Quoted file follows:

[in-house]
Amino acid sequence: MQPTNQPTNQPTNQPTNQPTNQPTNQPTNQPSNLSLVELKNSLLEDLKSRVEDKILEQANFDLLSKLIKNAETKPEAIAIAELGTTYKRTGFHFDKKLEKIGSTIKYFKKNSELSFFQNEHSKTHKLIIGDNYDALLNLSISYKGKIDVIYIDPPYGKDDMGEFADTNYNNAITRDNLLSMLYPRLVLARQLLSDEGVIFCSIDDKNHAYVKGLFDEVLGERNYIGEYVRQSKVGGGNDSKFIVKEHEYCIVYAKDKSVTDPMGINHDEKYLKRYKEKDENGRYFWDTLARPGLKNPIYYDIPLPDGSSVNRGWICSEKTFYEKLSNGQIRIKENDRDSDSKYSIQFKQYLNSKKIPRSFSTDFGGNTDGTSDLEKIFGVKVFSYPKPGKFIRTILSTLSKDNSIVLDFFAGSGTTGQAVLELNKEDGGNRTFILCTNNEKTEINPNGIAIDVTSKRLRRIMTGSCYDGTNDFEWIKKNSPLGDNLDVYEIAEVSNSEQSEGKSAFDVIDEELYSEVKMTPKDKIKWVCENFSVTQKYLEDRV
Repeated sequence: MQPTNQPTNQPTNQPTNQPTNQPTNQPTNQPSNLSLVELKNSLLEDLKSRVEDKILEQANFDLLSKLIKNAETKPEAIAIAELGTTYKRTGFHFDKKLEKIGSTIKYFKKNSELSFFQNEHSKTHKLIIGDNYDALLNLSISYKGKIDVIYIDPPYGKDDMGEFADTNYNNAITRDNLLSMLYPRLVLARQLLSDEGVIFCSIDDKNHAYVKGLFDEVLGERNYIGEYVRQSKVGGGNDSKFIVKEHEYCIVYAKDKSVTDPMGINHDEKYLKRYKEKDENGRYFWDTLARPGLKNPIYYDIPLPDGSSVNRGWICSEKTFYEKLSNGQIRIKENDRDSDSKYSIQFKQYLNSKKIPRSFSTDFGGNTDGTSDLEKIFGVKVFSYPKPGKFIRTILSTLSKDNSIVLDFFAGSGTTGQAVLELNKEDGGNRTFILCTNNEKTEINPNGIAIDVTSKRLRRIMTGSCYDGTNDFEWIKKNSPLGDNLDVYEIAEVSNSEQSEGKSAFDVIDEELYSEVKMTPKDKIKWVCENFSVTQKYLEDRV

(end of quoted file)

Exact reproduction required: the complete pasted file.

[in-house]
Amino acid sequence: MQPTNQPTNQPTNQPTNQPTNQPTNQPTNQPSNLSLVELKNSLLEDLKSRVEDKILEQANFDLLSKLIKNAETKPEAIAIAELGTTYKRTGFHFDKKLEKIGSTIKYFKKNSELSFFQNEHSKTHKLIIGDNYDALLNLSISYKGKIDVIYIDPPYGKDDMGEFADTNYNNAITRDNLLSMLYPRLVLARQLLSDEGVIFCSIDDKNHAYVKGLFDEVLGERNYIGEYVRQSKVGGGNDSKFIVKEHEYCIVYAKDKSVTDPMGINHDEKYLKRYKEKDENGRYFWDTLARPGLKNPIYYDIPLPDGSSVNRGWICSEKTFYEKLSNGQIRIKENDRDSDSKYSIQFKQYLNSKKIPRSFSTDFGGNTDGTSDLEKIFGVKVFSYPKPGKFIRTILSTLSKDNSIVLDFFAGSGTTGQAVLELNKEDGGNRTFILCTNNEKTEINPNGIAIDVTSKRLRRIMTGSCYDGTNDFEWIKKNSPLGDNLDVYEIAEVSNSEQSEGKSAFDVIDEELYSEVKMTPKDKIKWVCENFSVTQKYLEDRV
Repeated sequence: MQPTNQPTNQPTNQPTNQPTNQPTNQPTNQPSNLSLVELKNSLLEDLKSRVEDKILEQANFDLLSKLIKNAETKPEAIAIAELGTTYKRTGFHFDKKLEKIGSTIKYFKKNSELSFFQNEHSKTHKLIIGDNYDALLNLSISYKGKIDVIYIDPPYGKDDMGEFADTNYNNAITRDNLLSMLYPRLVLARQLLSDEGVIFCSIDDKNHAYVKGLFDEVLGERNYIGEYVRQSKVGGGNDSKFIVKEHEYCIVYAKDKSVTDPMGINHDEKYLKRYKEKDENGRYFWDTLARPGLKNPIYYDIPLPDGSSVNRGWICSEKTFYEKLSNGQIRIKENDRDSDSKYSIQFKQYLNSKKIPRSFSTDFGGNTDGTSDLEKIFGVKVFSYPKPGKFIRTILSTLSKDNSIVLDFFAGSGTTGQAVLELNKEDGGNRTFILCTNNEKTEINPNGIAIDVTSKRLRRIMTGSCYDGTNDFEWIKKNSPLGDNLDVYEIAEVSNSEQSEGKSAFDVIDEELYSEVKMTPKDKIKWVCENFSVTQKYLEDRV